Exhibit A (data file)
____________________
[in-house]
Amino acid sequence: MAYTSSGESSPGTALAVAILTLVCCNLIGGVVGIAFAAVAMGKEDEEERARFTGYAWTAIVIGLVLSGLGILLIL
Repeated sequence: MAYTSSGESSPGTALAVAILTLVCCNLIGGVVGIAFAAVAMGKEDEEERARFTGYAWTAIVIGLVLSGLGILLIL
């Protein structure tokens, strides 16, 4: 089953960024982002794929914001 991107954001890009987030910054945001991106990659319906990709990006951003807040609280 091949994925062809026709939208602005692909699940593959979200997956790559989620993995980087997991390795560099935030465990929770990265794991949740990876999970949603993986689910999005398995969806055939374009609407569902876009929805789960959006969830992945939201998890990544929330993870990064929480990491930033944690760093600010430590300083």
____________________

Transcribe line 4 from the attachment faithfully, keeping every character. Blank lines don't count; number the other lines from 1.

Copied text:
């Protein structure tokens, strides 16, 4: 089953960024982002794929914001 991107954001890009987030910054945001991106990659319906990709990006951003807040609280 091949994925062809026709939208602005692909699940593959979200997956790559989620993995980087997991390795560099935030465990929770990265794991949740990876999970949603993986689910999005398995969806055939374009609407569902876009929805789960959006969830992945939201998890990544929330993870990064929480990491930033944690760093600010430590300083």